The Risks of Running a Medical Marijuana Business
The medical marijuana business is not an easy one to get into and to stay in, even though 17 states and Washington D.C. now have MMJ programs.
Attacks come from all angles; from state legislators who don’t like medical marijuana to groups that say MMJ attracts a bad crowd to the massive federal crackdown that utilizes several federal agencies like the DEA and the IRS.
Aaron Smith, the executive director of the National Cannabis Industry Association, says that there are over 1,000 medical marijuana dispensaries in California, more than 500 in Colorado, and "an untold number" of businesses that benefit from the industry, including packagers, software businesses and accountants.
Many of these business owners, Smith said, are "driven by a sense of compassion and desire to help people in need. They could be doing other things that are far less risky frankly and more lucrative, but they choose to help patients."
Dale Sky Jones, the executive chancellor of Oaksterdam University, an Oakland, California-based school offering training for the cannabis industry, said getting into the medical marijuana business requires "guts or insanity." In April 2012, the university experienced the ultimate risk for medical marijuana businesses: a DEA raid. "A school teaching about a plant that has never killed anyone was raided by over 100 federal law enforcement officers," Jones said of the event.
"Regardless of individual state laws, as far as marijuana facilities, growing and distributing marijuana is illegal under federal law," said Michael Rothermund, a DEA spokesman. "If you're in a business and selling marijuana, you run the risk of being raided or investigated federally."
But Jones believes the raids are part of a bigger message. "They have specifically gone after the oldest and the best," Jones said. "There are a lot of illegal growers running around -- why are you cutting down reputable groups? Because we're the easy targets. If you go after the most respected players, not only are you undercutting the financial practices of the industry, you're also striking fear in the hearts of people who want to do it well. There's a psychological war in addition to a multi-front attack."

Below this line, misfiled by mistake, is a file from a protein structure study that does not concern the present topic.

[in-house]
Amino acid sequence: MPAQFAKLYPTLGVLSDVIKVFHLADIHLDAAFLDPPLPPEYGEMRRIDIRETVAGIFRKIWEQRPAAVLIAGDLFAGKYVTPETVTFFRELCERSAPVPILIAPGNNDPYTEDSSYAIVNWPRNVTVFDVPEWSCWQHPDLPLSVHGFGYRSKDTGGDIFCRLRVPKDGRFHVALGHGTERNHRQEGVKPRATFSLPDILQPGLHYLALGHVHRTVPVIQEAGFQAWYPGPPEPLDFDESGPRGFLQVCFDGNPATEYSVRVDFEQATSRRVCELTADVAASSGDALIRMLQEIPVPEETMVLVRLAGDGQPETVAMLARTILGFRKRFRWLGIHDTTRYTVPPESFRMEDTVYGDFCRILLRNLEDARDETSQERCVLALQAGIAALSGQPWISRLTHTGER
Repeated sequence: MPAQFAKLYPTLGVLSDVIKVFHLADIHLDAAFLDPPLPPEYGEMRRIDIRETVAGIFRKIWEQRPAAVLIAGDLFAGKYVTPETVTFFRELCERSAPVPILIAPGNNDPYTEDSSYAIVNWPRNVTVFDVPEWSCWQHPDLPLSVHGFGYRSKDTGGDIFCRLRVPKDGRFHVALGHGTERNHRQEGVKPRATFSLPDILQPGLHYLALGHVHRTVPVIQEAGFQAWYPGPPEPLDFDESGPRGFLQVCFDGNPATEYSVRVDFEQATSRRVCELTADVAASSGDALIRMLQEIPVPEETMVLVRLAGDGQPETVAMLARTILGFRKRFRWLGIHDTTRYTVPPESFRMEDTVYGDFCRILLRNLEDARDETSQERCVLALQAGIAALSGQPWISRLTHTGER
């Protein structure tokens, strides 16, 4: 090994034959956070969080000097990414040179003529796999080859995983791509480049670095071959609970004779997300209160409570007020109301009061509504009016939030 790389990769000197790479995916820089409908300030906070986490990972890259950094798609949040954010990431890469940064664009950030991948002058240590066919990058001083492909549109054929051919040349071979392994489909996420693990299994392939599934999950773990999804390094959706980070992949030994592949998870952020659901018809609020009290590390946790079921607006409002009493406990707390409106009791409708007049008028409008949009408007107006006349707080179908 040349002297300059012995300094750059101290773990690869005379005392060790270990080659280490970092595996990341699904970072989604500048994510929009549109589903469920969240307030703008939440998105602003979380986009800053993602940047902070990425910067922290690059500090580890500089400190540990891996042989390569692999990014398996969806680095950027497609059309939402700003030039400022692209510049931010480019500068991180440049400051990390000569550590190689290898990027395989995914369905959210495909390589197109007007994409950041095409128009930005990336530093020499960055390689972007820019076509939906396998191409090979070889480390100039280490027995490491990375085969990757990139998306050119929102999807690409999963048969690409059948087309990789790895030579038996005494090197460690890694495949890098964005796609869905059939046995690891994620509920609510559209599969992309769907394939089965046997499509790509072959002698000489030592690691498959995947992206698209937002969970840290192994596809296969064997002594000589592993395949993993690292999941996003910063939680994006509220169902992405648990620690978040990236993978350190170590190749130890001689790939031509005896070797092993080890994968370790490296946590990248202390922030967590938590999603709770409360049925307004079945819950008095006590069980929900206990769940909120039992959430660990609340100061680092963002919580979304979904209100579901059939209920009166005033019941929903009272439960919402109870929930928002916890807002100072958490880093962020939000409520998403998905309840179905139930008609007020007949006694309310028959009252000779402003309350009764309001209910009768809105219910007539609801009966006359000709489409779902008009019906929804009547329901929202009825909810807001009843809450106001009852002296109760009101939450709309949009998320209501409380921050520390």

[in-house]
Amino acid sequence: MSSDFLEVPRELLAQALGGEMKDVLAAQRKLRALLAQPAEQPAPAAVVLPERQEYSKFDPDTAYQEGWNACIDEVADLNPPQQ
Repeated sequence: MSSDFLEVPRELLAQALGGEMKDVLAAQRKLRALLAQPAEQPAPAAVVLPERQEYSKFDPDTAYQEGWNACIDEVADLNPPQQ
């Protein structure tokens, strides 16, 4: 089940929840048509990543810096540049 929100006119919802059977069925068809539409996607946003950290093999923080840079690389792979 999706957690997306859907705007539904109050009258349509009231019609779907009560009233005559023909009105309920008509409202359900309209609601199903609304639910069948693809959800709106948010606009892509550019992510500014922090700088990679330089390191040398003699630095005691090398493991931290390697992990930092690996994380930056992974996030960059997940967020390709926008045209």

While the DEA raids tend to get the most spotlight, many more marijuana businesses have been shut down quietly. According to Smith, the federal government -- mostly through asset forfeiture threats to landlords -- closed over 400 medical marijuana facilities in California and 57 in Colorado in the last year.
And the risks don’t look like they will be lessening anytime soon.
Massachusetts Voters Firmly Support Medical Marijuana Legalization
The poll from Public Policy Polling surveyed 1,115 likely MA voters and found that 58% supported the medical marijuana measure, while only 27% oppose it.
Specifically, the poll question was: "Question 3 would eliminate state criminal and civil penalties for the medical use of marijuana by qualifying patients. If the election was today, would you vote yes or no on Question 3?"
A 31 –point spread is a pretty formidable gap, no matter what the issue is.
These new results show increasing support for the measure; according to earlier PPP polls, in June, 57% of respondents were in favor and 33% opposed; in March, 53 percent favored the measure and 35 percent were opposed.
If the measure is passed by voters, it would protect patients and healthcare providers from punishment for medical use of marijuana. Cannabis would be available to patients suffering from a list of qualifying conditions, including cancer, glaucoma, AIDS, hepatitis C, ALS, Crohn's disease, Parkinson's disease and multiple sclerosis, as long as they have a written recommendation from a doctor. The marijuana would be available at nonprofit dispensaries registered with and overseen by the Massachusetts Department of Public Health and the law would allow up to 35 such dispensaries in the state, with at least one in each county and no more than five in any one county. The DPH could also allow individuals to register to grow pot for personal medical use if they show a hardship that prevents them from accessing a dispensary.